Hotel service providers’ emotional labor…………. 1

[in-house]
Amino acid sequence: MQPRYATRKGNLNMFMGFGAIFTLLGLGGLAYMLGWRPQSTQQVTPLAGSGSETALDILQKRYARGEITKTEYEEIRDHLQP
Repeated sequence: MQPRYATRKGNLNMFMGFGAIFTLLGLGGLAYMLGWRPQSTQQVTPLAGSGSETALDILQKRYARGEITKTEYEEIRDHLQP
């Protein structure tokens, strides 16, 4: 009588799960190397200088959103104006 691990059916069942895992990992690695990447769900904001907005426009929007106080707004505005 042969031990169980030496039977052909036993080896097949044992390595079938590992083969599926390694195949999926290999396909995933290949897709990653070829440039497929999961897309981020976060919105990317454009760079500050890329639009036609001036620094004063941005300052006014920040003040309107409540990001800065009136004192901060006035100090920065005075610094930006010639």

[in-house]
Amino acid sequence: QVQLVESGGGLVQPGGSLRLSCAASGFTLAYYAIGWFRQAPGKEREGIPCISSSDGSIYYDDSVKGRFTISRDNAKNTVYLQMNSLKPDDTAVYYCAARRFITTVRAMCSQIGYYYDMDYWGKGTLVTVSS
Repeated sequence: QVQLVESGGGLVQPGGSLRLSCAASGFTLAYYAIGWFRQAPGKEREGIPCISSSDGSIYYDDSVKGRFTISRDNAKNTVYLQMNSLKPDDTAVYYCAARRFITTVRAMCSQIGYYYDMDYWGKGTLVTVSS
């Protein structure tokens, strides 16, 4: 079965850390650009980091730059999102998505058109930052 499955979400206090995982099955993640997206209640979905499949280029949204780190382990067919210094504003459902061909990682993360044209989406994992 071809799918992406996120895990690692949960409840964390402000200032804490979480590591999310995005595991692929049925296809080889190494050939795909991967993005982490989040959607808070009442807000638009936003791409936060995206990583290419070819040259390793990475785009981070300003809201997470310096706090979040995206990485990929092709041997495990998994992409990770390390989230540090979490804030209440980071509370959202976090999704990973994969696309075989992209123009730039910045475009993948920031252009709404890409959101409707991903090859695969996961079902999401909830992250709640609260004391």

Hotel service providers’ emotional labor: The antecedents and effects on burnout Hyun Jeong Kim! School of Hospitality Business Management, 471 Todd Hall, Washington State University, Pullman, WA 99164, USA Abstract The purpose of this study is to examine the antecedents and consequences of two emotional labor strategies (surface and deep acting) in the lodging industry. Variety, duration, and positive display rules are significant predictors of hotel service providers’ deep acting and negative display rules are related to service providers’ surface acting. Employees ohigh in neuroticism are more likely to fake their emotional expressions (surface acting) when dealing with guests and those high in extraversion are more likely to try hard to invoke the appropriate emotions (deep acting). Results further indicate that surface actors are more exhausted and cynical than deep actors and the mediating role of emotional labor between burnout and job and personality characteristics is found to be rather weak. Managerial implications for hotel operators are discussed. r 2007 Elsevier Ltd. All rights reserved. Keywords: Surface acting; Deep acting; Emotional labor; Job characteristics; Personality; Burnout 1. Introduction It is a common knowledge that hospitality front-line employees frequently encounter demanding and difficult customers. Although it is not a pleasant experience, hospitality service agents are often required to be polite and smile in front of the customers. Emotional labor takes place in this kind of service work situation. Emotional labor is the performance of various forms of emotion work in the context of paid employment (Hochschild, 1983). Pugh (2001) demonstrated the display of positive emotion by employees is related to customers’ positive affect after service transactions and evaluations of perceived service quality. Ashkanasy et al. (2002) asserted that positive emotional expression by service agents can have a favorable effect on customer retention, recovery, and satisfaction. Despite its benefit to a company’s bottom line, emotional labor can be detrimental to service providers both psychologically and physically. A growing body of work shows emotion work or emotional labor as one of the major causes of occupational stress and burnout (Brotheridge and Grandey, 2002; Grandey, 2003; Kruml and Geddes, 1997, 2000; Morris and Feldman, 1997; Pugliesi, 1999; Sharrad, 1992; Tolich, 1993; Wharton, 1993; Zapf et al., 2001). Becau